$\begingroup$ @AndreiROM I think you'll find that the op's question was about modern people unite deliberately setting up a society to avoid as many traditional problems as possible, not about what "societies of old" were like. And as for North America, why is that the most important? And why not grow rice and corn where you can? $\endgroup$
    – CAgrippa
    Commented Mar 29, 2016 at 3:20
  • $\begingroup$ +1 for the great answer. There are a few points I would disagree on; the "assumptions" you say are part of the problem is something that you yourself are likewise guilty of, such as when you say "individualism is selfishness" - that paragraph is just nonsense and baseless. However, 99.9% of this answer is great. This answer was uplifting after reading the other answer that essentially said "women are weak and cannot survive on their own; they need men" which was a downer. $\endgroup$
    – Loduwijk
    Commented Nov 5, 2018 at 21:37

The chief prerequisite for a society that treats women as equals is a society that treats those who are out of power no worse that those who are in power. A society in which the common man and the common woman are both treated as second-class citizens may have equality between them, but I doubt that either would care to defend such a system.

I'm not a history major, but it does seem that only in those societies that began to seriously embrace the notion that all men are equal—and by extension, that the government is the servant of the people, and not their master—did the notion that women are equal to men really begin to catch on.

And perhaps I am mistaken, but even now it seems that the places where misogynism is still rampant, those in power are permitted to maltreat those who are not in power (both men and women) with relative impunity.

  • $\begingroup$ People being mistreated by those above them turning around and mistreating those below them is similar to how the abused are more likely to become abusers. I don't know if it's the chief prerequisite, but this is actually a very good point that hasn't been explicitly brought up yet. Nice first answer! $\endgroup$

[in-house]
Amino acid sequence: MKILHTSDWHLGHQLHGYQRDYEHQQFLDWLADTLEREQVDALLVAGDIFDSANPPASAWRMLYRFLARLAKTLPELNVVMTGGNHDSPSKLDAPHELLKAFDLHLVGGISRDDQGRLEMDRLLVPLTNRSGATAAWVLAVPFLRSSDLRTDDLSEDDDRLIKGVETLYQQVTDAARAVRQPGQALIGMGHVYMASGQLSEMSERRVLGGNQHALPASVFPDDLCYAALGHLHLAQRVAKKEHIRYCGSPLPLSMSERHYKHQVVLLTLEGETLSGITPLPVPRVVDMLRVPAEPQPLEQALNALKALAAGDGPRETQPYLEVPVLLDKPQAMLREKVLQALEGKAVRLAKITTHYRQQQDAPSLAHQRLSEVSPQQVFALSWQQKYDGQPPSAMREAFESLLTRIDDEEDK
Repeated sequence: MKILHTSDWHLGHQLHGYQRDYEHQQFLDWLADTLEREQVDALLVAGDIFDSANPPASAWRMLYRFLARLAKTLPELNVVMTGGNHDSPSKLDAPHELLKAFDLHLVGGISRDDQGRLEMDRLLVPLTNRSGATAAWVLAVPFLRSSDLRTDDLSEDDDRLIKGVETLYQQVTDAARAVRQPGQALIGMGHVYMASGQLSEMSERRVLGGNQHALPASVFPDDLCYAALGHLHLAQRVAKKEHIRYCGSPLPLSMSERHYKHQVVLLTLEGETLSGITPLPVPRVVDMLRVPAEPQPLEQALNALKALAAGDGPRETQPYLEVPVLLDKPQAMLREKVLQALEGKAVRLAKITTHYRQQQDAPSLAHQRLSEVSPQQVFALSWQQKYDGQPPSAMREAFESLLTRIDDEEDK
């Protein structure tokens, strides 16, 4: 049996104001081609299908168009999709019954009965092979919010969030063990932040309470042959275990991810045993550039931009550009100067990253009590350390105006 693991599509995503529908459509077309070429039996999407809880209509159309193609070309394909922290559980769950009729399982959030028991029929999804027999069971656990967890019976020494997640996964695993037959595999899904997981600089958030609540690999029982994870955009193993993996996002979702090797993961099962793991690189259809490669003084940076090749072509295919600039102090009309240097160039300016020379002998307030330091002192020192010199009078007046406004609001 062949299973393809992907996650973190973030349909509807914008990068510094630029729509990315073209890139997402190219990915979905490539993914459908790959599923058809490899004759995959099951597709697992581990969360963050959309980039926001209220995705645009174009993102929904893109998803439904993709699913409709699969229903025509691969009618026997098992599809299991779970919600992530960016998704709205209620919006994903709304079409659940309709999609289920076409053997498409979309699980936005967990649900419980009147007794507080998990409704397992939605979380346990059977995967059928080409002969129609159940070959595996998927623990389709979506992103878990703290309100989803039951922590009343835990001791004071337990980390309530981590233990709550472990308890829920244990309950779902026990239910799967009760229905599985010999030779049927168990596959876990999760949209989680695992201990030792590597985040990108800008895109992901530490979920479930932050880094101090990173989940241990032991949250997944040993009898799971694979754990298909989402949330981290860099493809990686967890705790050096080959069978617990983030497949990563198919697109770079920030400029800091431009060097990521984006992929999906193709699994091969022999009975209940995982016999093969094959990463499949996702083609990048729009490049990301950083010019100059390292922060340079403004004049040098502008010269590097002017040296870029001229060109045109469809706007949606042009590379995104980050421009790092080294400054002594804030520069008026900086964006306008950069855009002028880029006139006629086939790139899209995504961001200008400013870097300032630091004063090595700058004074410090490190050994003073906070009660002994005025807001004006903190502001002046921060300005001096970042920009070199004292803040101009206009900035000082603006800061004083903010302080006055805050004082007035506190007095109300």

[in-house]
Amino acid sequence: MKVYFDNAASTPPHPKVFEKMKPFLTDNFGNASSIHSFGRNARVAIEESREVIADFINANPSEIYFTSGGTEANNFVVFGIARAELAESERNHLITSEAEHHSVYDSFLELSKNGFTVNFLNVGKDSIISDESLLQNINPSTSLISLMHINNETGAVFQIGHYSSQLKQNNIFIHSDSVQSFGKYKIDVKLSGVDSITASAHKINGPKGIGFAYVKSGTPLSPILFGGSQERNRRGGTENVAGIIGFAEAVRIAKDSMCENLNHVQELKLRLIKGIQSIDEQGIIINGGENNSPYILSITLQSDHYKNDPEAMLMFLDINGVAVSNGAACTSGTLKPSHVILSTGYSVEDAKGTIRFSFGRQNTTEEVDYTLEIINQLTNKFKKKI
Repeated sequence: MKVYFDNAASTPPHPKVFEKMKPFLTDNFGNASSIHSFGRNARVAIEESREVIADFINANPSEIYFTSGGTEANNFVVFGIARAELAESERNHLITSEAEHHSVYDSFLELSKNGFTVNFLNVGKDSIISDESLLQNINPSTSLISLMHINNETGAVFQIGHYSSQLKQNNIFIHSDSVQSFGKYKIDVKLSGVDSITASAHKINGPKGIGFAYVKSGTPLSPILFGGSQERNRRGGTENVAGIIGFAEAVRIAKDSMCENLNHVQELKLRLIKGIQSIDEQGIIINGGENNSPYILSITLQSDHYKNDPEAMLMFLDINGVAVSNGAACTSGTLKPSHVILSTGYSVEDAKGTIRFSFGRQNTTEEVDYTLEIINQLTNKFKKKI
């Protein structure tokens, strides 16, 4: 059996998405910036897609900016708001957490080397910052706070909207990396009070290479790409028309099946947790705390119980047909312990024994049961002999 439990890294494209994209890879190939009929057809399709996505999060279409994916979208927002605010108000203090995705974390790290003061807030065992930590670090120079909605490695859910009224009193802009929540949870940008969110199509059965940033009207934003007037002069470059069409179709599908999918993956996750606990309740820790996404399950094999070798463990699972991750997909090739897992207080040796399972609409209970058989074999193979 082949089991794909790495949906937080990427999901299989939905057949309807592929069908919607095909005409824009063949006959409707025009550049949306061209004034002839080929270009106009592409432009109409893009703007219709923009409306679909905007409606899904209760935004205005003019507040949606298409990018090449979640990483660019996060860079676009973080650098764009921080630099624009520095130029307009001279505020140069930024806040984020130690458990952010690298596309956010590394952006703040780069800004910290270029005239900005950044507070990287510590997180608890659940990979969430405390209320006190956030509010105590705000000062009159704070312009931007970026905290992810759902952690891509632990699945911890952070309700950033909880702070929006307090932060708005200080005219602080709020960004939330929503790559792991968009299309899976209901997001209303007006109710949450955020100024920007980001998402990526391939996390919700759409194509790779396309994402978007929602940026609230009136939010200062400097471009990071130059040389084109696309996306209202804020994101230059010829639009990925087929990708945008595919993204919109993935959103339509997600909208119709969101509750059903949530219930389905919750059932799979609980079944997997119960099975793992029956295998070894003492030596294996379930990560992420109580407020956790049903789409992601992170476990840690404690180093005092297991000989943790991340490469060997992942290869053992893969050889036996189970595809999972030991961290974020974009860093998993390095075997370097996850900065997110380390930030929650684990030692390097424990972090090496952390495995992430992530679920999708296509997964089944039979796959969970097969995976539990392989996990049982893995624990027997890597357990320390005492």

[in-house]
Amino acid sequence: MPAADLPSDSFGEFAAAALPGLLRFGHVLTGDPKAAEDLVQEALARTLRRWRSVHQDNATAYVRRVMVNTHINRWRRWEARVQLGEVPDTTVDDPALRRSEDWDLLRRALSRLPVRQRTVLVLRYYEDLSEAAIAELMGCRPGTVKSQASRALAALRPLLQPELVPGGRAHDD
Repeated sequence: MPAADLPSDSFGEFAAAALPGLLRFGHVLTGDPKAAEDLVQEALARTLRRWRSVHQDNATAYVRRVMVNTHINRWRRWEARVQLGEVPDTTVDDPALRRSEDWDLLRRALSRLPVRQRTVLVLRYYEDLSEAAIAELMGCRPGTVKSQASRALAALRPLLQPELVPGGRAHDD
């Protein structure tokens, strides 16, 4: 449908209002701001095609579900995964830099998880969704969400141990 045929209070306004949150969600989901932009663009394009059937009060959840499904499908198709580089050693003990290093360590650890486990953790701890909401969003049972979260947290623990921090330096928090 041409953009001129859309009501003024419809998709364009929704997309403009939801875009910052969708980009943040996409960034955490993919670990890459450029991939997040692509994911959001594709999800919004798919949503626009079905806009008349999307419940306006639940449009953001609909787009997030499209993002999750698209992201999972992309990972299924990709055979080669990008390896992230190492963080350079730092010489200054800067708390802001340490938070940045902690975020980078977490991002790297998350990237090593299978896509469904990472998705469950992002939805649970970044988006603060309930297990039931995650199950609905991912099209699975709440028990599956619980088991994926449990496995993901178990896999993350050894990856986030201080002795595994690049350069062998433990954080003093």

– Rob Watts
    Commented Mar 26, 2016 at 18:26

Equality is a luxury available only to prosperous societies. Only after a society becomes wealthy enough to have warriors defending its walls and officers enforcing its internal laws, does any opportunity for equality arise. Until those minimums are met, each individual will define their own morality and will force their will onto others to the limits of their might.

In a post apocalyptic setting, not only women, but non-athletic men, the elderly and anyone in the minority (regardless of gender) will become second-class citizens to the strong; and if firearms are involved, even the strong will be subordinate to the armed. Samuel Colt didn't make all men equal, he put his customers in-charge.

So if you want to build a society where women have a fighting chance at equality, teach them from birth how to fight. A trained woman with a long katana is properly equipped to define her own place in your society.

  • $\begingroup$ "Samuel Colt didn't make all men equal, he put his customers in-charge." <- Loved it! $\endgroup$
    – AndreiROM
    Commented Mar 23, 2016 at 21:41
  • $\begingroup$ Not sure why you mentioned katanas in the last sentence when you mentioned firearms earlier. A gun seems much more practical and effective than a katana, and I'd assume people retain enough knowledge to make gunpowder. There are few people even today who know how to make a katana. $\endgroup$
    – zeta
    Commented Mar 23, 2016 at 22:21
  • $\begingroup$ @sumelic, Yes, but a societal mandate that all women carry firearms might be unreasonable given post-apocalyptic scarcity. maybe I should have said "A trained woman with a black belt in mixed-martial arts...". $\endgroup$ Commented Mar 23, 2016 at 22:38
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    $\begingroup$ This answer shows no understanding of anthropology at all. Walls, a specially designated warrior class, and police (which by the way didn't arise in parts of the western world until the late 19th century) are absolutely not rquired for equality. It is well understood that most tribal societies were based on cooperation, sharing and egalitariasm. Of course, such societies had their share of problems, but imagining that all tribes were ruled brutally by the strongest man in the area is a fantasy that doesn't survive contact with reality $\endgroup$ Commented Apr 8, 2018 at 9:06
  • $\begingroup$ @BugCatcherNakata Your comment actually supports the answer in a way. The cooperative tribal societies you mention would have provided the protection this answer suggests is necessary. The answer just goes over the top and portrays it very dramatically. But if you remove the imagery in this answer and just look to the point it is making, it is similar to what you just suggested: whether by wall and warrior or by egalitarian tribe... safety increases freedom, and a lack of safety increases chance of oppression. $\endgroup$